I don't think that the results in an actual fire situation would be too different since both phostrex and halon release some of the same products when exposed to heat. Besides, you have a lot of other worries if something caught on fire.

A small portion of any chemical will create a reaction even if the conditions are not ideal. If a halon bottle is accidently discharged, washing should be SOP because some reaction will occur.

I was specifically raising a question about accidental discharge. Even though halon will create some problems at room temp, phostrex appears to create more. It's a matter of degree, and washing may not be sufficient for an accidental phostrex release.

The industry will decide if this is an acceptable trade-off. So far, it looks like it isn't acceptable.

ExEclipser said...

I don't see why you could say that it is unacceptable.

I understand the point that it is less than ideal to breath this stuff in, but according to the article in Source 1, "Even in the case of accidental discharge of the cartridge, localized concentrations of water-soluble acids are produced that are easily and safely cleaned with water."

EAC has had at least two accidental discharges that I'm aware of. The first, sometime in 2005, occurred on the aircraft. Engine required a washdown, but I believe it was returned to service after a thorough inspection. The second was very recent and the information can be found in this article. Basically, 15 people were exposed, 6 were treated and released. No aircraft were harmed in the accidental discharge.

Black Tulip said...

I have on good authority that Eclipse will soon launch a new system to replace Phostrex. This will be the greenest of the green fire suppression systems.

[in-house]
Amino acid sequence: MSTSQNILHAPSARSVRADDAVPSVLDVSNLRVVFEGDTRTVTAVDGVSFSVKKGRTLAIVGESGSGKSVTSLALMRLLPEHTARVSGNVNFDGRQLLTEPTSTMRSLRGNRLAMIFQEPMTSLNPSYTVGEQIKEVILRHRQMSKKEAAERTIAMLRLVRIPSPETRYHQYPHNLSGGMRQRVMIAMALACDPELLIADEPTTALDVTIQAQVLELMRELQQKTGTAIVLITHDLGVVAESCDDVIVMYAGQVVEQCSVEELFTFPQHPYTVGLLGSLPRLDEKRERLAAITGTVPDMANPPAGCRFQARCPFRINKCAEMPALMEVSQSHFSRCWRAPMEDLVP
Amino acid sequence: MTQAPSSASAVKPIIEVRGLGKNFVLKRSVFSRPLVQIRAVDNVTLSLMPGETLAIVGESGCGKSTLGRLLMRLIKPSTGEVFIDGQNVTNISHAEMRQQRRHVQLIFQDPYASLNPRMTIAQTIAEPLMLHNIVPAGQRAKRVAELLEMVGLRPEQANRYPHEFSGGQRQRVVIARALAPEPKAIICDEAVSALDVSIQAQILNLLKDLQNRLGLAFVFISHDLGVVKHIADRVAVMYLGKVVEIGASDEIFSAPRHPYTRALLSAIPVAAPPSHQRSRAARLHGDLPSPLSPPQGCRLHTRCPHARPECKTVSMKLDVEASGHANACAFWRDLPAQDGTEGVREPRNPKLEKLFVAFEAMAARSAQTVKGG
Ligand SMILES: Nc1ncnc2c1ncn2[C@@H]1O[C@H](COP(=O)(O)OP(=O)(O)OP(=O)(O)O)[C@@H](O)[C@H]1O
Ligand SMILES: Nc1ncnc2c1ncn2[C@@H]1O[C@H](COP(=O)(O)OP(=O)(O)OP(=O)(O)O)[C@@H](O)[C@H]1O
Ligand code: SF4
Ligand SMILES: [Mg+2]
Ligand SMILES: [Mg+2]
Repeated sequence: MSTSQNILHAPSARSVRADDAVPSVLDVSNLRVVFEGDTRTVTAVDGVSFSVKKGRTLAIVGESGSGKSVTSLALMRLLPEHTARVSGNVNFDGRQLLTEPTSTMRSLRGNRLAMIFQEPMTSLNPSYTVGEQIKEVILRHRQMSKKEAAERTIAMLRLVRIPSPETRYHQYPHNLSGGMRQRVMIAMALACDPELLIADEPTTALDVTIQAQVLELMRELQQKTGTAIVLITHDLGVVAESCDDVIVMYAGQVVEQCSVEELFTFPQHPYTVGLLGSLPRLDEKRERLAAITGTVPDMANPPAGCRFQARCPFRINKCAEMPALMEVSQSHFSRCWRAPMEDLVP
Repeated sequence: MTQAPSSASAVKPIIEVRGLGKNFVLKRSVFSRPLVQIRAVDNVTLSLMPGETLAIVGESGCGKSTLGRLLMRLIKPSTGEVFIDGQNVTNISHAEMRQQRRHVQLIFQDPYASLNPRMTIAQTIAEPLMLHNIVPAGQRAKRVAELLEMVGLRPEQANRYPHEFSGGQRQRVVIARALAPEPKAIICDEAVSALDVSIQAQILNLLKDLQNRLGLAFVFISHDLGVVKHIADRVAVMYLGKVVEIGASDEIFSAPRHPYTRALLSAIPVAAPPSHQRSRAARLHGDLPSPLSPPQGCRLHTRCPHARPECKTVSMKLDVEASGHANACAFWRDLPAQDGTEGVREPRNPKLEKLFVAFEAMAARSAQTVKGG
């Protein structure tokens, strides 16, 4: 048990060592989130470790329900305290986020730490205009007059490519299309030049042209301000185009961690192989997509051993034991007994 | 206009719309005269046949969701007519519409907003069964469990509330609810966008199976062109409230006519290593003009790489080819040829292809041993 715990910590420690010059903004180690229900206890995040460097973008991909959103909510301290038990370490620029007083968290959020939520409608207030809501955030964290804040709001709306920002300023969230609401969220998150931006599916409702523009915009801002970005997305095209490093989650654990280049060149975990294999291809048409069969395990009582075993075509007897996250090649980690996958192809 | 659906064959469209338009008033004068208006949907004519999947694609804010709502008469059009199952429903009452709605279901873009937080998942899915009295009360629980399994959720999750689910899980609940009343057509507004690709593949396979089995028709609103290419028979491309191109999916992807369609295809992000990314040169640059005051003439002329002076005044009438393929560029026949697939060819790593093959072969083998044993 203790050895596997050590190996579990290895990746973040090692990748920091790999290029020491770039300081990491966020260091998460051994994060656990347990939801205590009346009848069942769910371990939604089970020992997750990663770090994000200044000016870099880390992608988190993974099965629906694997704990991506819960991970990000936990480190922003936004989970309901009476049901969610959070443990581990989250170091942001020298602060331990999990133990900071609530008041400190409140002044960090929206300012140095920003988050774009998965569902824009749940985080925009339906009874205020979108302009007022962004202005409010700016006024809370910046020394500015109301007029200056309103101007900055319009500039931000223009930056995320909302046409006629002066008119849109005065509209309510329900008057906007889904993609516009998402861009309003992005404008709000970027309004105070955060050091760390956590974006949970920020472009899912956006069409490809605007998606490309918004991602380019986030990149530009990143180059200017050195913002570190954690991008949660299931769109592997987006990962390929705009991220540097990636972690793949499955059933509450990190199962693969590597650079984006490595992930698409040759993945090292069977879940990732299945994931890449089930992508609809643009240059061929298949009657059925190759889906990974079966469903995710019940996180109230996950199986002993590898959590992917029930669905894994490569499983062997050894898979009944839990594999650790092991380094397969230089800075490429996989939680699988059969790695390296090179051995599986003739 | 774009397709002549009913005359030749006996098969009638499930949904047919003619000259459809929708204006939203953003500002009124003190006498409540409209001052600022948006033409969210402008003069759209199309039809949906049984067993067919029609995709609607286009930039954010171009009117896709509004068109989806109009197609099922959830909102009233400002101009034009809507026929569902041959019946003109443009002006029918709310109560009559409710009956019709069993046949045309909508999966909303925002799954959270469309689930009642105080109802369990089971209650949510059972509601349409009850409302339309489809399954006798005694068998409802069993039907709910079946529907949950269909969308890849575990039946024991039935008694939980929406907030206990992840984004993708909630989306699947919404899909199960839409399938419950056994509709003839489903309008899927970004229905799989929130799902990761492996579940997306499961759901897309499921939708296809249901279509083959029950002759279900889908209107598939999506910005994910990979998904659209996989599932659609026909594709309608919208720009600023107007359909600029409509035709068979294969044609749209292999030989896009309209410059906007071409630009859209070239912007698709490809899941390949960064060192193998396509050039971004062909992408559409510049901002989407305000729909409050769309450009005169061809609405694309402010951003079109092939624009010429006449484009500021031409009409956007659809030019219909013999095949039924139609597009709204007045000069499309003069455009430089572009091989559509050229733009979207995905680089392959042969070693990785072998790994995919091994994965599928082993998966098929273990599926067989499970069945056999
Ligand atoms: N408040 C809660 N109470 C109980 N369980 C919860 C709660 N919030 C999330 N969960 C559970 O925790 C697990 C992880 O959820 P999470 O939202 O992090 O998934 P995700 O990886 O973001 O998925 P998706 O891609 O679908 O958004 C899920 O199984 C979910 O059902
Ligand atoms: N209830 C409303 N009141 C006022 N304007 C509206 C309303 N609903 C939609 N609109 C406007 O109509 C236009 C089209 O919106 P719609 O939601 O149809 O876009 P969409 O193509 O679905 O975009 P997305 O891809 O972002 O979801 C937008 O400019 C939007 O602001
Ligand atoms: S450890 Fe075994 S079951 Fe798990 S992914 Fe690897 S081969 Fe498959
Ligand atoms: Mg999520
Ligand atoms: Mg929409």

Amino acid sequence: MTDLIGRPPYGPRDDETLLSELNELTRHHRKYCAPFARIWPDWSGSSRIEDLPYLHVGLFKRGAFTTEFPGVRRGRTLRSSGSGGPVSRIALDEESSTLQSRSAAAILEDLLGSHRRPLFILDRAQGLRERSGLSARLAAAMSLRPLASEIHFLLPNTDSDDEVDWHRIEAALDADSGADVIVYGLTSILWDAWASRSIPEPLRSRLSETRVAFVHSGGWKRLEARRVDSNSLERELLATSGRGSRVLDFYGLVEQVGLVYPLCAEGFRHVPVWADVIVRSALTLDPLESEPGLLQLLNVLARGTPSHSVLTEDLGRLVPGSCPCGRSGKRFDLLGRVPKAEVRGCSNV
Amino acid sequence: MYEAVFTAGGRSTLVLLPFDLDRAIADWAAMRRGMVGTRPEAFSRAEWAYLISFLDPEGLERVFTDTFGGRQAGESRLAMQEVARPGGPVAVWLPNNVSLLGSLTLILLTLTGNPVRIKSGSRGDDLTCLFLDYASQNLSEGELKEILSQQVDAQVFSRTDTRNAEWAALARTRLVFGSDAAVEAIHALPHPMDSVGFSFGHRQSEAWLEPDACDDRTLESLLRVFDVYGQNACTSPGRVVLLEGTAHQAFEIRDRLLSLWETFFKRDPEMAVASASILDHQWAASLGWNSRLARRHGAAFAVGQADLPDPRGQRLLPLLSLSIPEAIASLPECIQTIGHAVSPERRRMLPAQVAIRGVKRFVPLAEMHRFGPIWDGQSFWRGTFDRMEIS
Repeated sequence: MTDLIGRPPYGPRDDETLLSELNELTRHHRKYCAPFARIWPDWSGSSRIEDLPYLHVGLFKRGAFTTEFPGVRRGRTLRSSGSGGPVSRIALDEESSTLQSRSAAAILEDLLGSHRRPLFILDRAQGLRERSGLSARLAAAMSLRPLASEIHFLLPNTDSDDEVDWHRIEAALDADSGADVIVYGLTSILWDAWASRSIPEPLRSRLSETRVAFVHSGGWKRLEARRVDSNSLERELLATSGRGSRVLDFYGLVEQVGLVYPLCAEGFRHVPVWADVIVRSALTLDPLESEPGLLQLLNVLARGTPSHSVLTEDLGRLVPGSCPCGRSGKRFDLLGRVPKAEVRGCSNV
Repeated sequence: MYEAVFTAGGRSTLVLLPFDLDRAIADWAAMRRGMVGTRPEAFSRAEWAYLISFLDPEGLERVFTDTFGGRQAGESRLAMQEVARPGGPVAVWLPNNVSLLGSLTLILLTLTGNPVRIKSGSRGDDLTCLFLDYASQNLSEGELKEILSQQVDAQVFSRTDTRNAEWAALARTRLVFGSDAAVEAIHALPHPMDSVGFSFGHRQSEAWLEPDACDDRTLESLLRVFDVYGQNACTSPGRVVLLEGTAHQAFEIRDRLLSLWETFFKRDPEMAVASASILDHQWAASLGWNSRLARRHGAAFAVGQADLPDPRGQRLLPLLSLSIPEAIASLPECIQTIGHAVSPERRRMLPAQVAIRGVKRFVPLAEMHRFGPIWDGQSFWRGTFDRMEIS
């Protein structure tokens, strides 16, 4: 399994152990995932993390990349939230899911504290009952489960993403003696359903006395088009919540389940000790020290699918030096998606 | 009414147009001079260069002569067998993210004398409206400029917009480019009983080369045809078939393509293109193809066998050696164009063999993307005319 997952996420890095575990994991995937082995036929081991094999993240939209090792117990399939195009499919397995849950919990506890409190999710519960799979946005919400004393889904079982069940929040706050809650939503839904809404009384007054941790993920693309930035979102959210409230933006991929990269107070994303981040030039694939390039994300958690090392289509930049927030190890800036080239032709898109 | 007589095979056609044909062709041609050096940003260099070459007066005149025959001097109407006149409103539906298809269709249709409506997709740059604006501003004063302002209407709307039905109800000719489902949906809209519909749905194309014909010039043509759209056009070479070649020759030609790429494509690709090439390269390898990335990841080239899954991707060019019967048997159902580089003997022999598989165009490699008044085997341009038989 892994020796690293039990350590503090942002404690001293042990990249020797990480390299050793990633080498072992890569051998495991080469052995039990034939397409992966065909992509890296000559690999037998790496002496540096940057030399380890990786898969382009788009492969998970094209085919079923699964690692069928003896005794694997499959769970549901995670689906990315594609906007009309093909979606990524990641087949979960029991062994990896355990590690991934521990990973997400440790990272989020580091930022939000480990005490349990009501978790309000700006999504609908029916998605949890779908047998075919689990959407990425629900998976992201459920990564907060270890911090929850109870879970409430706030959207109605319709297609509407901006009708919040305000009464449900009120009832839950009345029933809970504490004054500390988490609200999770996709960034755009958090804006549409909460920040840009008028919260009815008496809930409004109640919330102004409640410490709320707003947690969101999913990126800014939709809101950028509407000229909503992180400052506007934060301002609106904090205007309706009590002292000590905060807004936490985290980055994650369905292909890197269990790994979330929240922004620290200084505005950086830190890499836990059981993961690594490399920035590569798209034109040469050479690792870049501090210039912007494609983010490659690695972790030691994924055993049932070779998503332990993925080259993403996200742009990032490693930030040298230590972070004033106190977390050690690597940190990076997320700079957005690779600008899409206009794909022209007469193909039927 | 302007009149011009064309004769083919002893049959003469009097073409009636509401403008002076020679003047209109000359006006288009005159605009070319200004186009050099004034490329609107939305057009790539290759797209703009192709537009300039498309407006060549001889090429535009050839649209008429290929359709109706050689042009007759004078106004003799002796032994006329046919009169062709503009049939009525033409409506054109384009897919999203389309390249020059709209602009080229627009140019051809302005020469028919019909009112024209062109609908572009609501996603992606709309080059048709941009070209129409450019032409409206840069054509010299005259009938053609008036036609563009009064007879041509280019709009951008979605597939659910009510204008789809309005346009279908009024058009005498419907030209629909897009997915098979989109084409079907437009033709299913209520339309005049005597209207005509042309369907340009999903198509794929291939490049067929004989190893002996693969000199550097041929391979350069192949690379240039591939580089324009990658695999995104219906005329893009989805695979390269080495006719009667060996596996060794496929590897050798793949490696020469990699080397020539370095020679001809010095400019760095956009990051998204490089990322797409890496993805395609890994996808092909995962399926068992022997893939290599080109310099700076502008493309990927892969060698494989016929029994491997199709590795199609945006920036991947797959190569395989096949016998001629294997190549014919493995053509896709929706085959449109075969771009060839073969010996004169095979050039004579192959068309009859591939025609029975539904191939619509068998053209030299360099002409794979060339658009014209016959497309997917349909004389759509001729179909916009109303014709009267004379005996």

Remember the ‘fire triangle’ from high school chemistry. A conflagration requires each of the three – fuel, ignition and oxygen.

The new Eclipse system removes the latter. An evacuated cylinder is located in the fuselage near each engine. When excess temperature is detected, a valve opens, immediately drawing the air from the nacelle of the affected engine. A high-pressure pump takes over to continue to rob the fire of oxygen. Air is compressed to the point that it liquefies in the filament reinforced cylinder.

After landing the air is released with no harmful consequences. This is disruptive technology at its best. No sick people, no corroded aircraft and no climatic change.

Black Tulip

ExEclipser said...

...or they could just get Santa Clause out there to blow out any fires...

Shane Price said...


Stana Claus would have the advantages of:-

a) FIKI (lots of it around the North Pole) certification
b) Finished and fully functional flight instruments
c) A full order book, independently verfied
d) Better than book flight performance

and, MOST important

e) Satisified customers over many years

I like your thinking though, but I don't agree he would be bothered blowing out fires in the E499.5. Might keep him busy at critical times of the year.


ExEclipser said...

Perhaps Jack Frost then? Until he actually succeeds at succeeding Mr. Claus, I presume he's available for on-site service in a jiffy...

Eric said...

Halon extinguishers have not been fully removed from the cabin. We carry 3 of them on our aircraft and there's also a small bottle for lavatory waste can fires which contains Halon. Of course, each Halon bottle has a PBE (Personal Breathing Equipment) placed next to it but that might not help the other folks in the cabin.

PS There's a water fire extinguisher as well which is the preferable item to use if it's a small paper-fed fire.

planet-ex said...

I seriously doubt that phostrex will replace Halon 1301 as a flooding agent (i.e., used in enclosed spaces like data centers) or replace Halon 1211 in portable fire extinguishers used in aircraft cabins.

As a engine fire suppressant it works but can the delivery system be scaled up to work on an engine like a CF-6 or RB211?

Redtail said...